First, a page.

Mon, 22 Aug 1994

From Marseilles to Singapore in 1/10th of a Second

By Jean Chabrier

Telecommunications technology, which accompanies the incredible increase in communications needs (40 percent a year on the whole and 150 percent in certain areas such as the facsimile), has made a terrific leap forward in the last ten years, and it does not stop there.

PARIS: Not long ago, the only known means of transmission was the electromagnetic signal, carried by the airwaves, the co-axial cable, and then the satellite.

Although it was perfectly suited to carrying the voice, it soon proved inadequate for pictures and computer-data. It was then that, in the early 80s, digitalization appeared. This technique consists in transforming the signal emitted, whether in the form of data or pictures, into a series of binary numbers. This method, which stems directly from computers, makes it possible to transport "packages of figures" which, decoded, transmit their message with excellent quality.

Even more recent progress and the object of considerable stakes and extremely advanced research is the compression of data. The principle is simple. In any conversation, there are spaces between words, silences and pauses. This can be grouped together into a single "package", without any gaps. When it comes to transmitting pictures, the signals for the stationary parts are only transmitted once until the next modification in the scene, while the moving part is transmitted continuously.

At present, this compression makes it possible to increase the efficiency from one to five. The market for compressors is fully developing and has applications in the most varied areas, in particular scientific ones. IFREMER (the French Institute for Sea Research and Exploitation) has presented a model for the automatic observation of abysses and, for the first time in the world, it was able to transmit pictures in real time from a depth of 4,000 meters. Discussion now focuses on the means of transmission: whether a satellite or an underwater cable should be used.


The wonder of satellites has been familiar to us for the last 30 years. They are indispensable for many applications but now appear inadequate for the boom in telecommunications. They are expensive and their lifespan does not exceed ten years. Another drawback is that, in geostationary orbit, they can only serve a well-defined area and their transmission flow appears rather limited compared to needs. So the number of satellites has to be increased. With their orbits being 36,000 kilometers away, it takes 300 milliseconds for the signal to make the return journey, which is quite adequate for transmitting the voice or pictures, but becomes almost incompatible between computers, which usually transmit their data at a rate of five to 30 million operations a second.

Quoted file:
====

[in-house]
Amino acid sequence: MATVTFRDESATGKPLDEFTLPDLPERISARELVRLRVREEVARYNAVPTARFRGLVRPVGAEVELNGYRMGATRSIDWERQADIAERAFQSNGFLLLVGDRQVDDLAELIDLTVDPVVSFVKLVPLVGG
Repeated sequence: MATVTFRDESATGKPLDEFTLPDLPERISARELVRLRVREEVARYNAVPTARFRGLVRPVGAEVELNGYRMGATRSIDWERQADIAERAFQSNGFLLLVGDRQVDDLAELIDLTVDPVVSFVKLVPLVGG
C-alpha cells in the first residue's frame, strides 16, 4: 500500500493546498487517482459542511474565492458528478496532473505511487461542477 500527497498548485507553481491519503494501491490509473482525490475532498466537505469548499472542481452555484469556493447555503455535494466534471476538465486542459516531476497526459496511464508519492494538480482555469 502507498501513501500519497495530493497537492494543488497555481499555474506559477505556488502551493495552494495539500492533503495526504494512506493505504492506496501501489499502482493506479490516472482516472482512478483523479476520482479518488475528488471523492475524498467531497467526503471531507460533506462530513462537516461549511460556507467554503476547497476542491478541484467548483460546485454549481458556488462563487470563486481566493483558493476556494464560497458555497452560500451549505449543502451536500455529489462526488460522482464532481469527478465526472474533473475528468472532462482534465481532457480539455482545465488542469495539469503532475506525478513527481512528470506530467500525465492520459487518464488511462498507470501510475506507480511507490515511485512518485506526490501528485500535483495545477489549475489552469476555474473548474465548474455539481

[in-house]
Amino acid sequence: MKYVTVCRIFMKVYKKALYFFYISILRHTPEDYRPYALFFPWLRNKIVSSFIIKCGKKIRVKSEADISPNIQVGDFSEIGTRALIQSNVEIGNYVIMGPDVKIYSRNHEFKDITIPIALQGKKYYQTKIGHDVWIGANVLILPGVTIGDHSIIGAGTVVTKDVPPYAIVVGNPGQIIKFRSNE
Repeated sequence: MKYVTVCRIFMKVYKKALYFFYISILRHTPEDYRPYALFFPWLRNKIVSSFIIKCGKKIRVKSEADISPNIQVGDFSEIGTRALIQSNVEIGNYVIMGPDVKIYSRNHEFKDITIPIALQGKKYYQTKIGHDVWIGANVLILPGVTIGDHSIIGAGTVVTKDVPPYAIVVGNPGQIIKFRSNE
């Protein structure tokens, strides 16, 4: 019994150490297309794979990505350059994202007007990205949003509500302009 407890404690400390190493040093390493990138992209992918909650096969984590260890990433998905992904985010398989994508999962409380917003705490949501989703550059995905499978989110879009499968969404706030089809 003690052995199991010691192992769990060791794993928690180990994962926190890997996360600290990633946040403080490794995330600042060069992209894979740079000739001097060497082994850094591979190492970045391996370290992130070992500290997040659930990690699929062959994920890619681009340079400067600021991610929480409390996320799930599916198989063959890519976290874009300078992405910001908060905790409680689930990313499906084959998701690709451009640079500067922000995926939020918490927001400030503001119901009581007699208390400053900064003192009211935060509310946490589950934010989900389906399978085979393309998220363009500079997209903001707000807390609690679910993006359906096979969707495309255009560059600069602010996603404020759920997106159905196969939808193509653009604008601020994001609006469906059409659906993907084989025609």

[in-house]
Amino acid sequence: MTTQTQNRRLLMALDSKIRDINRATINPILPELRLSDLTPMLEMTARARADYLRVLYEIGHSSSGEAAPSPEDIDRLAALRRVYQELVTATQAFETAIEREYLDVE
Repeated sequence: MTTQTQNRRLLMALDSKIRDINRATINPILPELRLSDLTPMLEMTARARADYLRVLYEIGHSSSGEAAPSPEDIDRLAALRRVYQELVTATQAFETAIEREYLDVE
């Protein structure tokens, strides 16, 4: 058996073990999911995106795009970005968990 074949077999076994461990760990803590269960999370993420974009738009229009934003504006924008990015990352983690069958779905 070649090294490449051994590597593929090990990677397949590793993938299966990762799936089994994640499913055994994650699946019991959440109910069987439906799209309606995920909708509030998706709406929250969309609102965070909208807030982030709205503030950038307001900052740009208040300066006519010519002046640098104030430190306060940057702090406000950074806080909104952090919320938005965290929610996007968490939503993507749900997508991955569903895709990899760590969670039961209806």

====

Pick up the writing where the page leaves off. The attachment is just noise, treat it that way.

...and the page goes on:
So, there is once more talk of the underwater cable. Already, in 1878, Jules Verne spoke of such a cable in "A Floating City". But, since then, some progress has been made. The technique of optical fiber cables is highly developed and is the prerogative of a few large firms: ATT (American) with 32 percent of the market, Alcatel (French) and STC (British) with 23 percent each, and NEC (Japan) with 17 percent. Moreover, the first three of these firms have grouped together under the "Sea We Me" banner.

This famous cable consists of three pairs of fibers, buried in a gel and in polythene film with the whole of this protected by a steel sheath which is, itself, covered with a layer of copper serving as a conductor for the electronic repeaters and all of that is then covered in a massive sheath of polythene, bringing the diameter up to 21 centimeters.

As early as 1972, France had proceeded with tests, even creating a link between Marseilles and Ajaccio, a distance of 390 kilometers, in 1987, which was the world record until 1988 when nearly 6,400 kilometers were covered between the United States, Great Britain and France. From the point of view of performance, there was an increase from 28 megabits per second in 1978 to 560 megabits per second in 1982, and cables carrying five Gigabits per second are being tested.

From a practical point of view, the cable is less expensive. It has a lifespan of 25 years and, above all, it makes it possible to transmit a very high density of data while allowing numerous derivations. The cable compares to the satellite as an oil pipeline compares to a watering-can.

So "Sea Me We" decided to lay a cable between Marseilles and Singapore (18,751 kilometers) with nine derivations. The project, which was signed by 51 countries in October 1991, has been operational since June 1994. A total of 38,000 tons of cable with a capacity of 560 megabits per second (that is to say 16,000 simultaneous circuits with 150 repeaters) allow a photon to travel in 1/10th of a second. The 700 three-dimensional maps of the seabed were produced by a French company, ISM, in 150 days, thanks to a multibeam sounder which it invented. These maps indicate everything which could present a risk for the cable and the best route for laying it. The cable was laid by a special boat and an underwater robot which digs a trench as soon as the seabed is less than 1,000 meters deep and buries the cable as soon as it is laid in the trench.

According to Emmanuel Blanc, the vice-president of Alcatel- Submarcom, there is extraordinary technological competition in a market which he describes as explosive. Indeed, the cable network, which is already extensive, will supply all homes. So the 200 television channels, the portable computer and the pocket telephone are on the doorstep, as well as the possibility of working a at a high level and in real time with all the places on earth.

-- AFI